The Prince of Ravens, by Hal Emerson (40:00)

Today we see that earning a reader’s trust is crucial.

What I gleaned about the story: Born to a ruthless Empress and raised by her equally powerful and heartless elder children, the Prince of Ravens is not like the others. But it’s going to take every scrap of magic and a fair bit of luck to survive.

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Kudos #1: A prologue worth having

Details: Most prologues I see are a complete waste of time, but every now and again, one comes along that strikes me as having been worth the reading. In this case, the prologue is used to convey several crucial things:

  1. We see the brutality with which children of the Empress are judged. Not just as a way of generating sympathy for the protagonist, but also demonstrating the harsh and demanding conditions by which the ruling family is chosen. We know right away that these are not weaklings raised to power by indulgent parents. Royal children are creatures of power in their own right, and any siblings born among them who do not have such power are dispatched in a cruel and efficient manner.
  2. We are shown the strange pattern of deaths that emerged when the protagonist’s life was in peril as a baby, during his test. No connections are drawn for us, but it is clear that the baby has survived his ordeal by drawing on the life forces of other creatures, and that, by extension, he is somehow magically engaged with the forces of life and death.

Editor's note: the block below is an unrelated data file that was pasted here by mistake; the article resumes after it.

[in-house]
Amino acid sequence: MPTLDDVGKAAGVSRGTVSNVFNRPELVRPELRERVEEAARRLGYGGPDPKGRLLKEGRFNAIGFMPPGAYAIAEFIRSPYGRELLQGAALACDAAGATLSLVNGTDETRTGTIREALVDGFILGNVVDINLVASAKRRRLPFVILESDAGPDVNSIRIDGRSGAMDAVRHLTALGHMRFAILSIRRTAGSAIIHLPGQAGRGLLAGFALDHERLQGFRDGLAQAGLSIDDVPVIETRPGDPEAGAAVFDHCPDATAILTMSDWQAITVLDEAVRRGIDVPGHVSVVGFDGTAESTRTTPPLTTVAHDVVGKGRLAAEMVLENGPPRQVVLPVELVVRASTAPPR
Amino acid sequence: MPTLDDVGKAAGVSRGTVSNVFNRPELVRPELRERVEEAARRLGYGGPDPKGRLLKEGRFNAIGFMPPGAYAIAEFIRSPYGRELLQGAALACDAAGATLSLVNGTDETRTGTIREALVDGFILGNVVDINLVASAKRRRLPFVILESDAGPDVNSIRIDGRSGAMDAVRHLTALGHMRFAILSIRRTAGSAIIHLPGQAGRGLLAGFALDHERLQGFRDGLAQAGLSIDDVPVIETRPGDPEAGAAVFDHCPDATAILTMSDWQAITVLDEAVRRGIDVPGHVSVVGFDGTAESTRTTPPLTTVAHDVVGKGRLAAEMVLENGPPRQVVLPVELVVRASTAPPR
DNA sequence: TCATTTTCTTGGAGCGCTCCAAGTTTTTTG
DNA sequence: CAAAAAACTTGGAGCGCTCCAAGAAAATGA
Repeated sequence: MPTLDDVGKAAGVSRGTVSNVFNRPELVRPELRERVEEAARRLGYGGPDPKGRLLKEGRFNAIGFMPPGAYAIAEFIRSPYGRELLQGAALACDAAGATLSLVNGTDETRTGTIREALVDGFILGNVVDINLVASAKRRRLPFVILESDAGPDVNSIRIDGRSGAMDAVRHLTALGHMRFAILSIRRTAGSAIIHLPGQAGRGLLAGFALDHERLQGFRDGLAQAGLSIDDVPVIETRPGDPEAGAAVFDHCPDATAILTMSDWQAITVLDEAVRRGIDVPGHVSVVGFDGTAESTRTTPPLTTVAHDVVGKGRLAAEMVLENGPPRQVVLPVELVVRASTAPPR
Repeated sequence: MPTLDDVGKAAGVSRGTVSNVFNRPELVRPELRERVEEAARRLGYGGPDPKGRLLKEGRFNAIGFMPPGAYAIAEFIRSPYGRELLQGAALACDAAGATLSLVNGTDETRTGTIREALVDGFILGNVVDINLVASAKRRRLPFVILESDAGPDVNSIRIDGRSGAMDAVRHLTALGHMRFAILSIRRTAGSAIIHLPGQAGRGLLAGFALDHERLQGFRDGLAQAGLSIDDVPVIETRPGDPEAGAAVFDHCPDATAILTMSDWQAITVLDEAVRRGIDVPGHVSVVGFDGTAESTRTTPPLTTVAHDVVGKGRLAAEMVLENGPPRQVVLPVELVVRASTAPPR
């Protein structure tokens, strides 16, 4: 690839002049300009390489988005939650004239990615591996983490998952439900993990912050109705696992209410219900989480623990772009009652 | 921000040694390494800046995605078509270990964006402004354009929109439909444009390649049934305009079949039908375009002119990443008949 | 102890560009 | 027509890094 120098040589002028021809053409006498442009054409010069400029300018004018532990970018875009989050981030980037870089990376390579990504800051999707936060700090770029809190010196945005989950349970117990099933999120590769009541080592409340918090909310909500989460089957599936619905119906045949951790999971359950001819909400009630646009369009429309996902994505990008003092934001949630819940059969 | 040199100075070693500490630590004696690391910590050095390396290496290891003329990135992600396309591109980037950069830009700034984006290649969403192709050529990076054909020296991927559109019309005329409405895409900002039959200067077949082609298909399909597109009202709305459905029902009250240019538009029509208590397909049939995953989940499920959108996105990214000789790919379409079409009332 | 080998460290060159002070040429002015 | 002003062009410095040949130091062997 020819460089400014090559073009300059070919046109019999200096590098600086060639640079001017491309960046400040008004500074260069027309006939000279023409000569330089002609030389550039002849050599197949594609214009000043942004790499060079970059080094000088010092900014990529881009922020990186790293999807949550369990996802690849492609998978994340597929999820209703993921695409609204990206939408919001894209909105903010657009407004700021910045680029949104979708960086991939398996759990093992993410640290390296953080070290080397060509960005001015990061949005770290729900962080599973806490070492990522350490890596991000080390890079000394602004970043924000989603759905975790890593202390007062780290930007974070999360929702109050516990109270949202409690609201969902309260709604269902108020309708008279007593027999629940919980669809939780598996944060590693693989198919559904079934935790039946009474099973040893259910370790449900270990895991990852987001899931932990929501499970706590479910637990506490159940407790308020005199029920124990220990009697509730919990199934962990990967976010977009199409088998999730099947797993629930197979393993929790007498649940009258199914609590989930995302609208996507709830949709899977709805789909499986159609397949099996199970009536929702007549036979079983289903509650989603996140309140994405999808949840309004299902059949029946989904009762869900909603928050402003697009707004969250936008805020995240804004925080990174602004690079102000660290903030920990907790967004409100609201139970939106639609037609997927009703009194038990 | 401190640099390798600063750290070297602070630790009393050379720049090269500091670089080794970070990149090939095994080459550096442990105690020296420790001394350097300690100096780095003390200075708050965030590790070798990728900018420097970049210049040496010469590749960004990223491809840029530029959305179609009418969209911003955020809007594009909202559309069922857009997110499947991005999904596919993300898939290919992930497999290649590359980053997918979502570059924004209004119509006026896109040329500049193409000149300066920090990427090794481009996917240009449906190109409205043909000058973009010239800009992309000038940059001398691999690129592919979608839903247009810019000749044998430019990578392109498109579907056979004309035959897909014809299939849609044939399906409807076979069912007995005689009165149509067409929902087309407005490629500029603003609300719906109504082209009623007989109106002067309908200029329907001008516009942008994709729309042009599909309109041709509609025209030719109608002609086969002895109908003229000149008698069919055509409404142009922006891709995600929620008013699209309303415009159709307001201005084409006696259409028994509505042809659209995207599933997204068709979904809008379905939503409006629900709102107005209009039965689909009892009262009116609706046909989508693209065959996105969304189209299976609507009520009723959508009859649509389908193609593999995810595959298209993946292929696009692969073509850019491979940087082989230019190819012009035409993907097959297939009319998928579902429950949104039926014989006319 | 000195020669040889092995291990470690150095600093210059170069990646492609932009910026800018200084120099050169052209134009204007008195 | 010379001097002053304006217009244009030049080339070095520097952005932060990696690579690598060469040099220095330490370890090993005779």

3. We are introduced to the ruling family, each of them with special powers and abilities. But the introductions are made incidentally, as they each take their part in testing the newest child, according to their individual gifts.
  4. The natural order is perturbed in an unexpected way. Even though the protagonist/baby has technically failed the last part of his test, he is permitted to live, in service to other political aims. And here we see the emergence of what will probably be the dramatic tension that drives the entire story: a prince, born into a cruel and powerful family, but somehow different from them. So even though the family has been painted in heartless terms, he is the exception. And to me that looks like the seeds of both power and possibility.

Note: The Empress has seven Children (yes, capitalized) but all of them are referred to as Princes. The first time I encountered it, I thought it was a typo, but I was wrong. I suppose that by eschewing the word “princess,” the other conveys that each of them are entirely equal in status, and that their sex bears no relevance on their role or their competence, which seems a good, enlightened position to take. But it still feels just a bit awkward to me, referring to women as Princes. Deep in the foundations of my psyche, the word prince is as strongly gendered as man, boy, and king. I’ll get used to it, but that doesn’t mean it’ll be comfortable. And while I’m certainly not going to charge a WTF for it, I thought I’d mention the fact of my discomfort. Bear in mind that when you alter the meaning of a word, you run the risk of making readers uncomfortable.